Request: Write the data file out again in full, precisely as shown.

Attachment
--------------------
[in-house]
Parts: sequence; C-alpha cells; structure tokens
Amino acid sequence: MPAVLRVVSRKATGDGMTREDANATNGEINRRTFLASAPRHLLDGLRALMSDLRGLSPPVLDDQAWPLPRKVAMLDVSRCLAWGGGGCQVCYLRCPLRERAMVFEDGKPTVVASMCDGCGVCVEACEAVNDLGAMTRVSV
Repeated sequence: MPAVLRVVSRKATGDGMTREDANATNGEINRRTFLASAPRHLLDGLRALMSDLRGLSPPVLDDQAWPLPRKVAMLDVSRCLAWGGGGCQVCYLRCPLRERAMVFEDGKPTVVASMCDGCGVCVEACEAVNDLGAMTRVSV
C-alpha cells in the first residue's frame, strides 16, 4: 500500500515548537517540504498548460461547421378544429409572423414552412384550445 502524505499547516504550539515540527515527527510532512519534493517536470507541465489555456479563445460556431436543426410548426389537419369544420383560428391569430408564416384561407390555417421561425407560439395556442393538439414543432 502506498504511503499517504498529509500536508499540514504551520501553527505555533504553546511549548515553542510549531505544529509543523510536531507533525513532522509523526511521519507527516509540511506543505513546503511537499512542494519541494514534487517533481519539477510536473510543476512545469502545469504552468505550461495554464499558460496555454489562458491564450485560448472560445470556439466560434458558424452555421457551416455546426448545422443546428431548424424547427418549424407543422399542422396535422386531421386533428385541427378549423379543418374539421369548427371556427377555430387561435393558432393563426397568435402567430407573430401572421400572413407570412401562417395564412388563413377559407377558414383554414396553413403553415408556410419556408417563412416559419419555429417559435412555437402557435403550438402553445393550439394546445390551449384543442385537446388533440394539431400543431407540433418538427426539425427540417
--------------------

[in-house]
Parts: sequence; C-alpha cells; structure tokens
Amino acid sequence: MPAVLRVVSRKATGDGMTREDANATNGEINRRTFLASAPRHLLDGLRALMSDLRGLSPPVLDDQAWPLPRKVAMLDVSRCLAWGGGGCQVCYLRCPLRERAMVFEDGKPTVVASMCDGCGVCVEACEAVNDLGAMTRVSV
Repeated sequence: MPAVLRVVSRKATGDGMTREDANATNGEINRRTFLASAPRHLLDGLRALMSDLRGLSPPVLDDQAWPLPRKVAMLDVSRCLAWGGGGCQVCYLRCPLRERAMVFEDGKPTVVASMCDGCGVCVEACEAVNDLGAMTRVSV
C-alpha cells in the first residue's frame, strides 16, 4: 500500500515548537517540504498548460461547421378544429409572423414552412384550445 502524505499547516504550539515540527515527527510532512519534493517536470507541465489555456479563445460556431436543426410548426389537419369544420383560428391569430408564416384561407390555417421561425407560439395556442393538439414543432 502506498504511503499517504498529509500536508499540514504551520501553527505555533504553546511549548515553542510549531505544529509543523510536531507533525513532522509523526511521519507527516509540511506543505513546503511537499512542494519541494514534487517533481519539477510536473510543476512545469502545469504552468505550461495554464499558460496555454489562458491564450485560448472560445470556439466560434458558424452555421457551416455546426448545422443546428431548424424547427418549424407543422399542422396535422386531421386533428385541427378549423379543418374539421369548427371556427377555430387561435393558432393563426397568435402567430407573430401572421400572413407570412401562417395564412388563413377559407377558414383554414396553413403553415408556410419556408417563412416559419419555429417559435412555437402557435403550438402553445393550439394546445390551449384543442385537446388533440394539431400543431407540433418538427426539425427540417